Okaro White is in the middle of a breakout junior season, and Florida State is enjoying the benefits.
By BOB FERRANTEFS Florida
TALLAHASSEE, Fla. — The stretch lasted just six minutes and 15 seconds. But it was easily the best 6:15 of
Okaro White's career.
Florida State trailed Maryland 43-42 on Wednesday night with just less than nine minutes left in the game. But the junior forward then scored the
Seminoles' next 15 points, giving them a six-point lead, as they escaped with a 65-62 road win.
"He was just in that zone that allowed him to be aware of everything that was going on," Florida State coach Leonard Hamilton said. "He got put-backs, tip-ins, hit free throws, he was spacing and getting to the right spot when people were penetrating ... he was instinctively responding and reacting. Now that he's a junior, he understands those type of things."
White finished with 20 points and six blocks, both career highs, and added nine rebounds. His six blocked shots were the most by a Florida State player in more than 12 years.
"I just felt the sense of urgency," White said. "I would say my confidence is probably at an all-time high since I've been at Florida State. The thing is you can't just have one good game — you have to keep it going."
White's career night put the exclamation point on a stunning turnaround for Florida State. The Seminoles had struggled just a week earlier and lost at Auburn on Jan. 2. Florida State was 8-5 in the nonconference season — including ugly losses to South Alabama and Mercer — but with victories at Clemson and Maryland, Hamilton's club is 10-5 overall and 2-0 in the Atlantic Coast Conference.
Now, Florida State prepares for North Carolina (10-5, 0-2 ACC) on Saturday afternoon in Tallahassee. A win for the Seminoles would continue to build the confidence of a young team that includes just two seniors and a handful of juniors.
White was a good player his first two seasons at Florida State, but now he's developing into his own. At 6-foot-8, he is athletic and defends well. He has moves like a small forward, is agile and is able to drive or shoot from the outside. But he also has the skills of a power forward, with the ability to create points in the low post.
The former Clearwater (Fla.) High standout sees the versatility of his game and embraces the fact that he's a lot of both.
"I just call myself a forward without any name in front of it right now," White said. "Eventually, if I'm allowed to take that next step to the NBA, I might be a 3 (small forward). But I still might be a 4 (power forward). It doesn't matter. Wherever I can be used and have the best opportunity to produce for my team."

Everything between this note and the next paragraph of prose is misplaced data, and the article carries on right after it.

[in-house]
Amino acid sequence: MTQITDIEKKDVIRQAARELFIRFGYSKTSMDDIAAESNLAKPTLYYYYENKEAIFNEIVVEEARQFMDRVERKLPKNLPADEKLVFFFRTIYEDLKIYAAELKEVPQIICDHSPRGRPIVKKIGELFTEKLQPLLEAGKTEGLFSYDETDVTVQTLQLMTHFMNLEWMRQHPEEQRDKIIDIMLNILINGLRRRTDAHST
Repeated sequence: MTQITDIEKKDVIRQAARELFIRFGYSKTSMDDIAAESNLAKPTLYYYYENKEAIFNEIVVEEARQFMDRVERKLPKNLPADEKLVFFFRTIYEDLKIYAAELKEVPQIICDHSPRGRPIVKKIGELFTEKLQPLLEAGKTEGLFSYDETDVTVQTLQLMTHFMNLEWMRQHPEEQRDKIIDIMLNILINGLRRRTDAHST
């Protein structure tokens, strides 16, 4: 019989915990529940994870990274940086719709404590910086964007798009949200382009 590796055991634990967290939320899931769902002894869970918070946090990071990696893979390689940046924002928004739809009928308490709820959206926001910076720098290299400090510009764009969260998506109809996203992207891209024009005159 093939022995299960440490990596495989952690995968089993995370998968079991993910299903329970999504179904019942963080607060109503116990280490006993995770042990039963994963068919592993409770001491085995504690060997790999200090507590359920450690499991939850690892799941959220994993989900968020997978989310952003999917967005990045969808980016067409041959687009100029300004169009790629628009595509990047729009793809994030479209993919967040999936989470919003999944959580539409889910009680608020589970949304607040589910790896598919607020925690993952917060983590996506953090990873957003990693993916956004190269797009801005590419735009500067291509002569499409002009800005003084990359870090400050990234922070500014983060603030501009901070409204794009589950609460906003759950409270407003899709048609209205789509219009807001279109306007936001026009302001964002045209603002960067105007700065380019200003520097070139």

White has been asked to start and contribute more this season ... and he is producing.
He is making 50.4 percent of his baskets and is second on the team in points (13.3) and rebounds (6.3) per game. What's remarkable is that he's playing just four or five more minutes per game this season and has raised his scoring average by nearly six points.
"I think he's been playing very good," Florida State assistant coach Corey Williams said. "His level of play has increased. He continues to give us the effort that we thought he could give when we recruited him. We knew it would get to this point."
White is at this point because of his hard work over the summer. After starting 25 of 69 games in his first two seasons, White knew he would be counted on after Florida State lost six seniors from a team that won the ACC tournament.
So White spent more time than ever at Florida State's basketball training complex this offseason, taking 400 to 450 shots per workout. It worked as he's been more consistent after shooting 47 percent from the floor last season.
White has been a bright spot for Florida State but he realizes there is plenty left for him to improve, including his rebounding skills. He's 6-8 but just 205 pounds, so he's often battling inside for rebounds against bigger forwards. While his rebound totals are up slightly, it's been a challenge.
"I never realized how tough rebounding was," White said. "It's just something you have to have a knack for, especially on the offensive rebounding side. You can't stop on first contact. ... Definitely lacking in the rebounding aspect and I'm trying to get back to that."
While his rebounding is a work in progress, there is no doubting his improved shooting. White has hit double figures in scoring in 12 of 15 games this season. He has shown his post moves but also a more consistent jumper. Plus, he's already made 17 3-pointers — out of 41 attempts — after knocking down just 11 last season.
"I think Okaro has improved all of his skills," Hamilton said. "He's really, really worked hard."
As a junior, there's plenty of room to still grow.
FSU's coaches love his defensive skills and say that they are comfortable having him defend almost anyone, from point guards to power forwards. And he now has the outside shooting accuracy to complement his post moves.
"I think that's a big asset for him because he's not one-dimensional," Williams said. "You have a 4-man that can play a little 3, shoot from the perimeter, can post you up or use his quickness. I think that makes it difficult for people to guard. As he gets stronger, understands the game a little bit clearer, he has made leaps and jumps."